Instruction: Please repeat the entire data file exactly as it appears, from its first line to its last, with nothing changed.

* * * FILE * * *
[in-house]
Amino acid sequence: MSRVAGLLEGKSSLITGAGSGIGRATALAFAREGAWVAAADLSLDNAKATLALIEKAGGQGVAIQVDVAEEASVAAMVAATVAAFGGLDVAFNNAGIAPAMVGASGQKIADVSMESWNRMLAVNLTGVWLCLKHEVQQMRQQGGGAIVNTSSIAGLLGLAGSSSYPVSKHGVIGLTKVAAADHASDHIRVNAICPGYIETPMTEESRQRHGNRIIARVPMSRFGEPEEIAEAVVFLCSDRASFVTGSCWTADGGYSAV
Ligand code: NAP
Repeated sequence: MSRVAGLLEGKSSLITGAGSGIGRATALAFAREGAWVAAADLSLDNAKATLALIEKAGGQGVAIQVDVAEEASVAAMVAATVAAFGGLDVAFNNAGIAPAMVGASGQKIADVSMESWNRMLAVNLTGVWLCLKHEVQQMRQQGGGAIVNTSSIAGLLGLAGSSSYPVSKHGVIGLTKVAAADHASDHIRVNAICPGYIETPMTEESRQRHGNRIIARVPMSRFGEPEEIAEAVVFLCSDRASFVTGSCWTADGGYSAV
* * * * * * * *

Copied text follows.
[in-house]
Amino acid sequence: MSRVAGLLEGKSSLITGAGSGIGRATALAFAREGAWVAAADLSLDNAKATLALIEKAGGQGVAIQVDVAEEASVAAMVAATVAAFGGLDVAFNNAGIAPAMVGASGQKIADVSMESWNRMLAVNLTGVWLCLKHEVQQMRQQGGGAIVNTSSIAGLLGLAGSSSYPVSKHGVIGLTKVAAADHASDHIRVNAICPGYIETPMTEESRQRHGNRIIARVPMSRFGEPEEIAEAVVFLCSDRASFVTGSCWTADGGYSAV
Ligand code: NAP
Repeated sequence: MSRVAGLLEGKSSLITGAGSGIGRATALAFAREGAWVAAADLSLDNAKATLALIEKAGGQGVAIQVDVAEEASVAAMVAATVAAFGGLDVAFNNAGIAPAMVGASGQKIADVSMESWNRMLAVNLTGVWLCLKHEVQQMRQQGGGAIVNTSSIAGLLGLAGSSSYPVSKHGVIGLTKVAAADHASDHIRVNAICPGYIETPMTEESRQRHGNRIIARVPMSRFGEPEEIAEAVVFLCSDRASFVTGSCWTADGGYSAV